Even as they often encountered indifference and hostility remembering became vital for veterans proud of their accomplishments. They wrote a striking number of personal memoirs, but also brigade, company, and regimental recollections aimed at recalling their great sacrifices and dead buddies. “Billy Yank” and his former comrades were “living in the shadow of the dead,” as one veteran wrote, highly critical of the general amnesia in the north and the revival of southern racism. “Are the servicers [sic) expected to forget their dead comrades?” More than sixty pro-veteran publications were created by veterans and their friends to argue their case for rehabilitative services, pensions, jobs, homes, and especially, recognition of their achievements.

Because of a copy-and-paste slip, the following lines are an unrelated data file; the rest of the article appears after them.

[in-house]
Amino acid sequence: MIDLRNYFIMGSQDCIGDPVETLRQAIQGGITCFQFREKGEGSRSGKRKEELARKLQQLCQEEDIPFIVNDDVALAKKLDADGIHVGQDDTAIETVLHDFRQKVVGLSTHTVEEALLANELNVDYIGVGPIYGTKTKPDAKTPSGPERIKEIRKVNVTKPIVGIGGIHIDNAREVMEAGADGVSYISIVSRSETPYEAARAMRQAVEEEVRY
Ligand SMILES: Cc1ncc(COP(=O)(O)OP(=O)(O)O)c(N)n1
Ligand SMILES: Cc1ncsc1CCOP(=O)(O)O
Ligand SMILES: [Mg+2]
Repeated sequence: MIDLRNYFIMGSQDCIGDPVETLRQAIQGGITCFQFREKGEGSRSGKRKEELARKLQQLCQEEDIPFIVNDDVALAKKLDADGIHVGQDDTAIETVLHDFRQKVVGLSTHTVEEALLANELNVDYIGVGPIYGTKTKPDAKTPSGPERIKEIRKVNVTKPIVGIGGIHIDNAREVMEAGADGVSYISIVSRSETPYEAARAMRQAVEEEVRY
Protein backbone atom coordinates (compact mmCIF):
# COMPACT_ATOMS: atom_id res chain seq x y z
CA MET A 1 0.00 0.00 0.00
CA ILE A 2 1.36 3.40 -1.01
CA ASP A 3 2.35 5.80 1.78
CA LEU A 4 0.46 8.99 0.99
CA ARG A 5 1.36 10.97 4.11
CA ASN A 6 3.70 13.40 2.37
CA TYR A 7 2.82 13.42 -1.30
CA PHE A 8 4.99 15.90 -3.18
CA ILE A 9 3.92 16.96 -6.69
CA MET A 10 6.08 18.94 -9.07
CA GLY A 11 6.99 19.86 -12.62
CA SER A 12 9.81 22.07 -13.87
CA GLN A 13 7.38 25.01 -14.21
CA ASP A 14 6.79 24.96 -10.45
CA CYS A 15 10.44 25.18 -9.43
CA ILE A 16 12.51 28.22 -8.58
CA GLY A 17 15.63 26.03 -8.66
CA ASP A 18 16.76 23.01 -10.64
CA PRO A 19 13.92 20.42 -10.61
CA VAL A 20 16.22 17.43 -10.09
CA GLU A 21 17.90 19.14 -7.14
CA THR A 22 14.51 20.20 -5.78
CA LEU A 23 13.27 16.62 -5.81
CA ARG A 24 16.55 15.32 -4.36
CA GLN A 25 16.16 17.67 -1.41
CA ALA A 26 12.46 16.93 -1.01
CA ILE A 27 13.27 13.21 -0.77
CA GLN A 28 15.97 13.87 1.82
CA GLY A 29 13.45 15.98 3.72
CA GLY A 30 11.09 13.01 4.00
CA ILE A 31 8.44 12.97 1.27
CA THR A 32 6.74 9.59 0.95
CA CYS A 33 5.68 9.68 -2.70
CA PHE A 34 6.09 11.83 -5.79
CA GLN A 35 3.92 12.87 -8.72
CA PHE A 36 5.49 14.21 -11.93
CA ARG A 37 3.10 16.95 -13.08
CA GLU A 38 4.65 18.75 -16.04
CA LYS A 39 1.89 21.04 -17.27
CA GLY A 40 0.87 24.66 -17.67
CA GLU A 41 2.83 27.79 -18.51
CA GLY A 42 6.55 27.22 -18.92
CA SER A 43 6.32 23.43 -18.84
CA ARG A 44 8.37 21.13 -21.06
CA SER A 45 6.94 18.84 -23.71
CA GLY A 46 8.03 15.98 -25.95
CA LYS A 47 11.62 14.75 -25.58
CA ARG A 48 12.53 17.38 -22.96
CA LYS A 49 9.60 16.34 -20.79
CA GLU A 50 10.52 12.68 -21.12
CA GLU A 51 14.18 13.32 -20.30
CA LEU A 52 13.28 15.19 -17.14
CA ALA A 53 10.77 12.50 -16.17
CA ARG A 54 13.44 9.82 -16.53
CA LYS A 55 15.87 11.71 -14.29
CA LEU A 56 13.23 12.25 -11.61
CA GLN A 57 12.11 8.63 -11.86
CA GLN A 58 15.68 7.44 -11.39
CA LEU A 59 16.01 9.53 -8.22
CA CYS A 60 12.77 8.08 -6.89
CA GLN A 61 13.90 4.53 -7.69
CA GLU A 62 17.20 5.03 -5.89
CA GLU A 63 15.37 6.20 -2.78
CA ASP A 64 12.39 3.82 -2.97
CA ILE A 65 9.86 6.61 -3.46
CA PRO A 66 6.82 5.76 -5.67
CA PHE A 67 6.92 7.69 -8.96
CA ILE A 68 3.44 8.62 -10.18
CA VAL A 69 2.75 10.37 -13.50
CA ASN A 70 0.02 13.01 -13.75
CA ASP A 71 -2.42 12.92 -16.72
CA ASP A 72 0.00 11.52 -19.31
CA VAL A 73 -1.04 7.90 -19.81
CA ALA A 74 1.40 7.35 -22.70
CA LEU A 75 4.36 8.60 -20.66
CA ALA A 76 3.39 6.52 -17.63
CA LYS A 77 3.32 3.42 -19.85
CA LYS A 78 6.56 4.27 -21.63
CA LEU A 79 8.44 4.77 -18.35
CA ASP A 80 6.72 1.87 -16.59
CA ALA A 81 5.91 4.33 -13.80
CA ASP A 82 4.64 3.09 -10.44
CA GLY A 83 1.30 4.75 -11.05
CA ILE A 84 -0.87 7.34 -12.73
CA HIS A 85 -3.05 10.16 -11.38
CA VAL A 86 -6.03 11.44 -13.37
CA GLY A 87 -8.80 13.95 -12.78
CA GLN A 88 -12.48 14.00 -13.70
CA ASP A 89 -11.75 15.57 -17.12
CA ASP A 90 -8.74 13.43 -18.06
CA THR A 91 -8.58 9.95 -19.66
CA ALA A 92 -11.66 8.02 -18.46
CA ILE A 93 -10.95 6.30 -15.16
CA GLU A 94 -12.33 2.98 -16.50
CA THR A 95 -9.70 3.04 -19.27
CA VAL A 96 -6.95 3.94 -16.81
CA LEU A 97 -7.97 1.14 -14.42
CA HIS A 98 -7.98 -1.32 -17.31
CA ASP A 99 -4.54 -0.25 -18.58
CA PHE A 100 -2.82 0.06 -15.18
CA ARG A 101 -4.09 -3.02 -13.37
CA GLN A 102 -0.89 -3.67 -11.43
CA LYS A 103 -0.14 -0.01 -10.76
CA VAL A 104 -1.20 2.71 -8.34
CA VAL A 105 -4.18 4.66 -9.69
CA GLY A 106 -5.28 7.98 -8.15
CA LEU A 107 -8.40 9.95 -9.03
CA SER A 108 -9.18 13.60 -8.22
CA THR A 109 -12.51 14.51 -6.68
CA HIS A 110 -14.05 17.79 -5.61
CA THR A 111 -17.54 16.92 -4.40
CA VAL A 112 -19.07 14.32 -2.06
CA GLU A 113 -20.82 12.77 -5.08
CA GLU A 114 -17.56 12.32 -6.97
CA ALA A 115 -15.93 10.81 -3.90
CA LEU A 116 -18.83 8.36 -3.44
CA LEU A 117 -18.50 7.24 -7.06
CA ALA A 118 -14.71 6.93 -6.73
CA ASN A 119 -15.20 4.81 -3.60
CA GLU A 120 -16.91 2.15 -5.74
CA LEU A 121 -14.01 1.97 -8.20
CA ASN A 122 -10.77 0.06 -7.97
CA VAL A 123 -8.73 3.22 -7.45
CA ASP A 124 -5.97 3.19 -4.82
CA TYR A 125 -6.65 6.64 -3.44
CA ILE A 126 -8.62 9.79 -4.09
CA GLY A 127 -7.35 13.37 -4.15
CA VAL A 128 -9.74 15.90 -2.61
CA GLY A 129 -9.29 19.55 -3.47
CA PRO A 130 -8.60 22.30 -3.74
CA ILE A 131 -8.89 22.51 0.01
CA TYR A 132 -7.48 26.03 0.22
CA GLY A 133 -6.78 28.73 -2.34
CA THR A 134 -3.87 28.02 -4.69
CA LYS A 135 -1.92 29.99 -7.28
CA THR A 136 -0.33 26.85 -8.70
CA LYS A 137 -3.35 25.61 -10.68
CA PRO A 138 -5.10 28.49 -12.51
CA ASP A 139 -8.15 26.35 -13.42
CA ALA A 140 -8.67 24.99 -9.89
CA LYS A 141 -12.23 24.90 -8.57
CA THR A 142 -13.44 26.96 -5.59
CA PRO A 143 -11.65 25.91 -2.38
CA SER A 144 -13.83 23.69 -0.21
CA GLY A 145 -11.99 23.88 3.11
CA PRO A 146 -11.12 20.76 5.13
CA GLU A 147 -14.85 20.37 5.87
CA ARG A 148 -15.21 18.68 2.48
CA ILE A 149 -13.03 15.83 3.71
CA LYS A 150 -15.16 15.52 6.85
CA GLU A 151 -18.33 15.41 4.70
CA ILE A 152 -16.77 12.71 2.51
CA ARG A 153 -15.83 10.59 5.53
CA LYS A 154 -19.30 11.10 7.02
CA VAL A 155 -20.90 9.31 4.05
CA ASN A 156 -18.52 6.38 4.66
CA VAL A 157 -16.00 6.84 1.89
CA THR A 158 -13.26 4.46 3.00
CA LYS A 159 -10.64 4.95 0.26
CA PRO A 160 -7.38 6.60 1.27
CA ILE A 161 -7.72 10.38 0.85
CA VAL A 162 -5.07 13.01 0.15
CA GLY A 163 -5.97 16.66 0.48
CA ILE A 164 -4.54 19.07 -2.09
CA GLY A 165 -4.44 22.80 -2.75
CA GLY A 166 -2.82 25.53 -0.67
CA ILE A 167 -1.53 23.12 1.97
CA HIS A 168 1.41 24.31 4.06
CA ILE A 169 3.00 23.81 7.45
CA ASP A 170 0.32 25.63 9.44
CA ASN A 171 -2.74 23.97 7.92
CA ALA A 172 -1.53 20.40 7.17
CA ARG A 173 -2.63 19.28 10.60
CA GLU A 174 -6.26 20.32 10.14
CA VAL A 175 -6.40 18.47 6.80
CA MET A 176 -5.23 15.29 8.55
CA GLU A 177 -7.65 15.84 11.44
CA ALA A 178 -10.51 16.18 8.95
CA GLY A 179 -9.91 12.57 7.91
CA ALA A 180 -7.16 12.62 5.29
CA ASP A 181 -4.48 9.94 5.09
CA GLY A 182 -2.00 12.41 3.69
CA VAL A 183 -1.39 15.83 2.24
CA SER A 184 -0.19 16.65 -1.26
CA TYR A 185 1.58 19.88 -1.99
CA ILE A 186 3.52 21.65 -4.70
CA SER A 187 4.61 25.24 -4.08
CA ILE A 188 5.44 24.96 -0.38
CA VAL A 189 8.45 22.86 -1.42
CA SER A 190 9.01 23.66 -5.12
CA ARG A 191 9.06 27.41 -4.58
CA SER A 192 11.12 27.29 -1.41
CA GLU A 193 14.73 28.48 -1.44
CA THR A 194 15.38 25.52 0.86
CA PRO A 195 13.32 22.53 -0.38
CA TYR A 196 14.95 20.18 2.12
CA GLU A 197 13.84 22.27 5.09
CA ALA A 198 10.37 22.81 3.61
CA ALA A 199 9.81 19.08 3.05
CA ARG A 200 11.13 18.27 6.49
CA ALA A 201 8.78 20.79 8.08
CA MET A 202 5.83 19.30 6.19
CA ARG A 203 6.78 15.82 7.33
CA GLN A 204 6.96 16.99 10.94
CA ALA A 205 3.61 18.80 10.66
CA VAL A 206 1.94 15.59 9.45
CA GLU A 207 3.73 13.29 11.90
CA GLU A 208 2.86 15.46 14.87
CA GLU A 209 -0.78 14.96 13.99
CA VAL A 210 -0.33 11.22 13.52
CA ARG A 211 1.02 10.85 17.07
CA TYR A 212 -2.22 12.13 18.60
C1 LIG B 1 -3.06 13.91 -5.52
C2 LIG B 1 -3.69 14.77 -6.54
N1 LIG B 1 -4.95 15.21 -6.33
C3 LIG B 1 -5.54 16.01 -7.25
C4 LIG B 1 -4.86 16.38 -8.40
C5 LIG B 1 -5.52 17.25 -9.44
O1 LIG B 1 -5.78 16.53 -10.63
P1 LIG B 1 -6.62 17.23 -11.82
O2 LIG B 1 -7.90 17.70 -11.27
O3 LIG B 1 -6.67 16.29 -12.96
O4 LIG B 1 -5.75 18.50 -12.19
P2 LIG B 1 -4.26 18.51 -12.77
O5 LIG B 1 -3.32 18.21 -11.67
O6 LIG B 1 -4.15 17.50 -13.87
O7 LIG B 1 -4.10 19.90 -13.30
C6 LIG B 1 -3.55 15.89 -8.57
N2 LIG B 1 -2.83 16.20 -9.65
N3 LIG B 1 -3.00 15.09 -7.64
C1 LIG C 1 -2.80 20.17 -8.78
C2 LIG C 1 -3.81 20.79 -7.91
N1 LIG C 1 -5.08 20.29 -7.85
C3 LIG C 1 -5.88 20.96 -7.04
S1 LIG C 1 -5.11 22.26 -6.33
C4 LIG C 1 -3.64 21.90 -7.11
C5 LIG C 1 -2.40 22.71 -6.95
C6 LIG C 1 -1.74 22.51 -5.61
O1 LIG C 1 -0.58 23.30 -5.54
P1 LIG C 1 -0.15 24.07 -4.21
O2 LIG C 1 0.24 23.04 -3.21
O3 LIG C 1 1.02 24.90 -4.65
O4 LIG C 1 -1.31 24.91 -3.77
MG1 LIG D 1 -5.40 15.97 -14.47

The more people urged accommodating the defeated South, the more did Union veterans and their organizations remind northerners that their former enemy hadn’t learned anything. Feeling betrayed by politicians like Andrew Johnson and later those who withdrew Union forces in 1877 from occupation duties in southern states, unwilling to be ignored or decently honored, veterans began viewing themselves as a distinct bloc of brave men who had once fought for the nation. Veterans organizations sprang up, such as the Grand Army of the Republic—the American Legion of our era, but progressive for its time—which rejected reconciliation once they observed with utter distaste the enactment of the oppressive Black Codes in 1865-66 and through the ensuing decades former rebels wallowing in the Lost Cause while KKK and assorted night riders attacked freed slaves and their white sympathizers. It was the start of decades of racial misery for African-Americans, which historian Eric Foner has rightly called “homegrown American terrorism.”